There was a lot more before the ‘internship’ could be completed, but once the attitude changed, everything moved smoothly. Within six to seven months (o yes, we abandoned those ridiculous 10-day training at schools; I don’t believe anyone in the world can actually drive with just that kind of input) my heroine is ready for the road!

Not heroine. Roo. I took that term out of the word Kangaroo, one of the strongest care-giving animals in the world. Today I sit with my Roos and we have the immense pleasure of being destiny-changers, people who in our own little way, are making a difference to the needy world around us. We are not doing it for fame or fortune, but because there was a desperate social need, and we got the vision of meeting that need. While doing it we make a living.

The Taxshe logo
Rah-rah Roo! The Taxshe logo

Is it that easy?

Perish the thought. A woman cab driver has to travel different locations, drive strangers every single day, drive different cars possibly … be compared to men who have ruled the roost for centuries and been professional drivers for years. She has to face crazy parking situations, work for 8-10 hours at a stretch,(then 16 hours after she becomes a proper cab driver) know roads and cross roads like the back of her hand. Where does she find a toilet? She cannot water trees like the men do? But this is only the least of the difficulties.

But it is worth it; and every problem has a solution. And what about the pleasurable side of the job. Most of the clients are school children entrusted to Taxshe to drop and bring back kids from school. So a roo does that, listens happily to the cackle of the little kids she is riding, drops them at school … then goes to manage her home or else to work at a part time job somewhere … then return to school take the precious children back to their parents. What a lovely experience – just a lot of naughty children and smiling parents to greet you.
Post school hours, she drives only women and senior citizens, makes them feels safe and feels secure herself.  That is a big statement for a woman, do what you love to do and feel safe. When you are happy doing what you do, it is not long before money comes and joins you, believe me.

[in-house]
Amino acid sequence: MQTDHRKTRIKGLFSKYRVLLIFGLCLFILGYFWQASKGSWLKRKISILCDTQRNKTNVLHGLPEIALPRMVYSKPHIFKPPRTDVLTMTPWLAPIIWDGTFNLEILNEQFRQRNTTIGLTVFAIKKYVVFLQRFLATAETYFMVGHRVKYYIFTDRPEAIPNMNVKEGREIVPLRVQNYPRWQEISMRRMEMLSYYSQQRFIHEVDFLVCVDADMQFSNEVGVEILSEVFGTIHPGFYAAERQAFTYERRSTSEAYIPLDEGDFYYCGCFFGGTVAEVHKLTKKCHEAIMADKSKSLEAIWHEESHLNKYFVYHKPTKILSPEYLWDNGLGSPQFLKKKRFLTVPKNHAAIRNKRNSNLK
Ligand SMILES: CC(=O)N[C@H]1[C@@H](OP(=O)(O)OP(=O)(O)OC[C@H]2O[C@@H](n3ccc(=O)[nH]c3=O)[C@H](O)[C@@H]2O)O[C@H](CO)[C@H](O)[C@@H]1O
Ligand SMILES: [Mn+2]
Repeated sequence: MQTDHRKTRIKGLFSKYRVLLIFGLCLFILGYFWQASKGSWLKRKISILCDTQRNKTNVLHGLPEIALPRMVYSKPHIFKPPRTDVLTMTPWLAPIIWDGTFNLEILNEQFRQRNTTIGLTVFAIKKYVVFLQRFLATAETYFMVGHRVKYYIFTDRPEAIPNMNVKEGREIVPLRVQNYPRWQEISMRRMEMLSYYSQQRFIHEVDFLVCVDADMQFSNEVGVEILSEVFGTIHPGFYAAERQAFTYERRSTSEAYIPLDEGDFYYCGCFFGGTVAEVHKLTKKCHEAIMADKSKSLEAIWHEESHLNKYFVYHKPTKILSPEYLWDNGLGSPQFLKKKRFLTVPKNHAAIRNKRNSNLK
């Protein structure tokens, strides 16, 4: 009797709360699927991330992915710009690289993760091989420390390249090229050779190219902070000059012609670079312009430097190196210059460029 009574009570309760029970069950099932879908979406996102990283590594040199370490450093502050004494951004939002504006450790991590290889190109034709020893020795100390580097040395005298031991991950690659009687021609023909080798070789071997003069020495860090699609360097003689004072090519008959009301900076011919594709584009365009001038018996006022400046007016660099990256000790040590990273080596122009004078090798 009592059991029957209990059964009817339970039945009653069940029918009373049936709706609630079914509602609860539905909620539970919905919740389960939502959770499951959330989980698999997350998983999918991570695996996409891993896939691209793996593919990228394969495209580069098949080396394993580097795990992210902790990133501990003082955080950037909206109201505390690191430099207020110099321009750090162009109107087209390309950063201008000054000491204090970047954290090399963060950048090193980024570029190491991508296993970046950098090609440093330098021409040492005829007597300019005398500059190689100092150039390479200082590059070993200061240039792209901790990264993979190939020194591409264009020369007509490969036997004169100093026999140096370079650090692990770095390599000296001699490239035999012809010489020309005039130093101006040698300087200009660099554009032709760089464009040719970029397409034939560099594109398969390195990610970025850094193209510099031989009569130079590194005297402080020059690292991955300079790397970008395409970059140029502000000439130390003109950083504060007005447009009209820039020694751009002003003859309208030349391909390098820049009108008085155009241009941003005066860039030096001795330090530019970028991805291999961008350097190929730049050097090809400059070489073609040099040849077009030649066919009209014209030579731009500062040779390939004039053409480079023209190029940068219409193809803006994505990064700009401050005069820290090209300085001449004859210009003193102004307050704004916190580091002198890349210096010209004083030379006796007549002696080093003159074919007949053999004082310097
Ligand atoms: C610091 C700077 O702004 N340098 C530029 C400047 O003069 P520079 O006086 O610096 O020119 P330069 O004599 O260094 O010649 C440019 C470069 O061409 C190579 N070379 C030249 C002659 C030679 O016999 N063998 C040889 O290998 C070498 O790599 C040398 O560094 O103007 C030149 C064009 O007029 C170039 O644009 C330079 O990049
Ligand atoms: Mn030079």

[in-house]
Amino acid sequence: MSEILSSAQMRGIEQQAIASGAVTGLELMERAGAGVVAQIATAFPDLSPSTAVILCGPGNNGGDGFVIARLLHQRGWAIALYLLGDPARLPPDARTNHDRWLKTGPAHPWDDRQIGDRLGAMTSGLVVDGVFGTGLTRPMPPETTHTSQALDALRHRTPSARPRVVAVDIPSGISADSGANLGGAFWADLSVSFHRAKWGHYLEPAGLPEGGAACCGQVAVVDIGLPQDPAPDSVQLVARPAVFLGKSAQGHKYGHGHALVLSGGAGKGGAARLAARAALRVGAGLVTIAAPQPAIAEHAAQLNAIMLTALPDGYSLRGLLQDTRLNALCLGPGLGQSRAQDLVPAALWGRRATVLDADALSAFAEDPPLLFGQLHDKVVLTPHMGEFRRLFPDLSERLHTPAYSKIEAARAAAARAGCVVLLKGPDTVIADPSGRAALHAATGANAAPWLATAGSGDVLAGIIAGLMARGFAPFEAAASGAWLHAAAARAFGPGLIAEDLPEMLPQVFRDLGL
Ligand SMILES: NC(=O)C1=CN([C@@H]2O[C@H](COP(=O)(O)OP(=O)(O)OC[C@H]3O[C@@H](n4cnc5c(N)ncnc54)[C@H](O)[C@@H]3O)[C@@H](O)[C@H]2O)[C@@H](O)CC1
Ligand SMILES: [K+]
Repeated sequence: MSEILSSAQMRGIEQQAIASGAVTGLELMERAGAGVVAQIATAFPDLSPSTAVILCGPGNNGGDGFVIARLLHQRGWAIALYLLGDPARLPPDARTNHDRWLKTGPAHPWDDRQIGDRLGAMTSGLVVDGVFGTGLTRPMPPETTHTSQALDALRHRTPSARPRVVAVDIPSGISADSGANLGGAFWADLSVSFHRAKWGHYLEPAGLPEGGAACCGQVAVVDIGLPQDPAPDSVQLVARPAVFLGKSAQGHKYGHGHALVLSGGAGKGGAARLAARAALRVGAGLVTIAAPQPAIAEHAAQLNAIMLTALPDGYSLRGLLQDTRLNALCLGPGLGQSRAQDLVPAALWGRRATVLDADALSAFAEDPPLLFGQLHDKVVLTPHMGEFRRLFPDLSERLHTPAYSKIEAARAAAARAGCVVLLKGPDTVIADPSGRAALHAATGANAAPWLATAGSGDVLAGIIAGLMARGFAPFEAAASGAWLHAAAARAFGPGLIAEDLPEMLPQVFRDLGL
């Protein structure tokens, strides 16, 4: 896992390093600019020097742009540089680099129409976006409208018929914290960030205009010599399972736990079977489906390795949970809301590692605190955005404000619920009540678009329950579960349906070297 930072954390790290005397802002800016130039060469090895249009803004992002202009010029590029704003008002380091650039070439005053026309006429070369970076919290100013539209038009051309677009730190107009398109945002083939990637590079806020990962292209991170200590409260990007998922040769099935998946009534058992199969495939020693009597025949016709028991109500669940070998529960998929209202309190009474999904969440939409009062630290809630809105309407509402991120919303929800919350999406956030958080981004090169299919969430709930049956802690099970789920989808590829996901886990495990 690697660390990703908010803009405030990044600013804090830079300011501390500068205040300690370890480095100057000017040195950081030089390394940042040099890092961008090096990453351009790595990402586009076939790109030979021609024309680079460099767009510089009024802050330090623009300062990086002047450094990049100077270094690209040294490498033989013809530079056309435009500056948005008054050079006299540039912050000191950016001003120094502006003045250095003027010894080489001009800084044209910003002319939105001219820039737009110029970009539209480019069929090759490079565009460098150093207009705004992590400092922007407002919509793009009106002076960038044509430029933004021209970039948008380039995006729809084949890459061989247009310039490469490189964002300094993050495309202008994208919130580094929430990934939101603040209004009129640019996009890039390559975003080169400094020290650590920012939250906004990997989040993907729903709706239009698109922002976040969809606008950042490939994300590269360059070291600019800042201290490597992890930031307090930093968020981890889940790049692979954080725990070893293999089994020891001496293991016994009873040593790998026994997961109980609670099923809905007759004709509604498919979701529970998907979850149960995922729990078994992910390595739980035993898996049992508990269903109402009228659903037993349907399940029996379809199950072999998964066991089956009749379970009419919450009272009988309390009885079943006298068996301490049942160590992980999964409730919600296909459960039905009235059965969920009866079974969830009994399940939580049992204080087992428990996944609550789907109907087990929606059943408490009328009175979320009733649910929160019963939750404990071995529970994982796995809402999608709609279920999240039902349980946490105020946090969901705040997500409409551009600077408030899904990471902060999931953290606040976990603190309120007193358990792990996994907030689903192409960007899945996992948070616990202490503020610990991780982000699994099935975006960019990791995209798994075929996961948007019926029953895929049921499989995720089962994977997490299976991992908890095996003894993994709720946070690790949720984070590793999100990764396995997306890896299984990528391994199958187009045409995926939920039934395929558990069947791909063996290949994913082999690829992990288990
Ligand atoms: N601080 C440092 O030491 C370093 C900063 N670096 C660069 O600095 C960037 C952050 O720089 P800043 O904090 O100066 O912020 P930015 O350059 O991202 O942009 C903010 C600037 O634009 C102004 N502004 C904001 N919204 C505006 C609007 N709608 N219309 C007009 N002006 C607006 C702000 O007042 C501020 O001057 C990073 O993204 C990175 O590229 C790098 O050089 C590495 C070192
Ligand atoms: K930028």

Taxshe receives an award in it's first year; Vandana Suri accepts the award
Taxshe receives an award in it's first year of operation; Vandana Suri, Founder, accepts the award

I tried something different and it worked. It often does if you move away from the beaten path. Why are people scared to dig into their creative depths and think out of the box? There is such a tremendous feeling of fulfilment when you’ve come up with a novel idea and dug deep into yourself for the courage to see it through.

Thank you, Bharati Veerath for starting it all. We will always remember you with fond memory.

 

by Vandana Suri

Founder, Taxshe

One Comment

  1. Sqn Ldr (Rtd) Jasmini Chandran

    Thanks Vandana for this article. Your success in the first year with your team proves that truth, hardwork and commitment will find its way through. Your service is a life saver for us parents who have little girls..

    A person like Bharati commiting suicide, well that’s a little too difficult to digest?! Whatever the root cause, the fact remains that women drivers in commercial business has certain risk factors that needs to be given top priority by the employers/ partner companies. This unfortunately is not catered for as it affects their established and perceived business formula. If the objective is to have a sufficiently large number of women drivers , won’t it be correct to tweak the process a little and have safety defences formulated to make the industry welcome to women as a profession. Is it not an investtment that will provide way to a larger vision and attainment of goal?

    In this age, the feeling of Safety is top priority to women whether they are a passenger or a driver. TaxShe, as I see has made this a core ingredient in their business model and hence have a great scalable future. It is high time that aggregators and other private companies recognize and develop a seperate risk control mechanism for the woman driver if they ever want to fulfil their good intended goals of partnering with this segment. We will then not have one fearless Bharati coming to the front but many women who will stand up and walk the path.